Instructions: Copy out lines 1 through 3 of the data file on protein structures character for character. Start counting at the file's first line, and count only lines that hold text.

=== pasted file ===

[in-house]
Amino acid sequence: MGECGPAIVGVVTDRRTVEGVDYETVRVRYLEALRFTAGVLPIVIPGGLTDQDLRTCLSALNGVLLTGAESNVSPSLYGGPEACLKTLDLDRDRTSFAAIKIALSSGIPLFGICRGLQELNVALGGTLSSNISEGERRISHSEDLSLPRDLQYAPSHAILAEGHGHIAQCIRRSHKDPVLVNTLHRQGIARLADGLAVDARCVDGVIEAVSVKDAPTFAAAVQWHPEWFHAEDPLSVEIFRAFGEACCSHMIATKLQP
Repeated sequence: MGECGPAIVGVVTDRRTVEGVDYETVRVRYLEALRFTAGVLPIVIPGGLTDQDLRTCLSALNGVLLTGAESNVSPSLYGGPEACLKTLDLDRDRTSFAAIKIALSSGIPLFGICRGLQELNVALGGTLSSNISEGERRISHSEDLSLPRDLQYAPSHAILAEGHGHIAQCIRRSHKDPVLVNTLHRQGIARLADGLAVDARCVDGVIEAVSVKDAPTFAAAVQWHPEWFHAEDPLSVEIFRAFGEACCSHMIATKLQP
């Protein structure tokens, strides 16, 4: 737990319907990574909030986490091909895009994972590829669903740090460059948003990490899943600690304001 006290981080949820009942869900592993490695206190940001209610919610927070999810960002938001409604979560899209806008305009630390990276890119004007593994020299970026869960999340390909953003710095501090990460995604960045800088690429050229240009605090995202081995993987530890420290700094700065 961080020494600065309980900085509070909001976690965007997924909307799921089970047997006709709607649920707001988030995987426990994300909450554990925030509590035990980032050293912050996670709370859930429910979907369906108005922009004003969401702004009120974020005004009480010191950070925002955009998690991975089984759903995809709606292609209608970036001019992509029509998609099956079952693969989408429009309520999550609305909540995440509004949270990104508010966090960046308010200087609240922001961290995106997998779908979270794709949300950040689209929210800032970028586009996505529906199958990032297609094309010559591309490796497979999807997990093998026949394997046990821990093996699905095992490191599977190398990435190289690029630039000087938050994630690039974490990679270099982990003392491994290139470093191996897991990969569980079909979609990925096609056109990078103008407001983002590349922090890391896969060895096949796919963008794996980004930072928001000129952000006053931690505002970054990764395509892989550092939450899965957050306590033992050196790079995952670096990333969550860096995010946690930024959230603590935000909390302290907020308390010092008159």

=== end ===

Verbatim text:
[in-house]
Amino acid sequence: MGECGPAIVGVVTDRRTVEGVDYETVRVRYLEALRFTAGVLPIVIPGGLTDQDLRTCLSALNGVLLTGAESNVSPSLYGGPEACLKTLDLDRDRTSFAAIKIALSSGIPLFGICRGLQELNVALGGTLSSNISEGERRISHSEDLSLPRDLQYAPSHAILAEGHGHIAQCIRRSHKDPVLVNTLHRQGIARLADGLAVDARCVDGVIEAVSVKDAPTFAAAVQWHPEWFHAEDPLSVEIFRAFGEACCSHMIATKLQP
Repeated sequence: MGECGPAIVGVVTDRRTVEGVDYETVRVRYLEALRFTAGVLPIVIPGGLTDQDLRTCLSALNGVLLTGAESNVSPSLYGGPEACLKTLDLDRDRTSFAAIKIALSSGIPLFGICRGLQELNVALGGTLSSNISEGERRISHSEDLSLPRDLQYAPSHAILAEGHGHIAQCIRRSHKDPVLVNTLHRQGIARLADGLAVDARCVDGVIEAVSVKDAPTFAAAVQWHPEWFHAEDPLSVEIFRAFGEACCSHMIATKLQP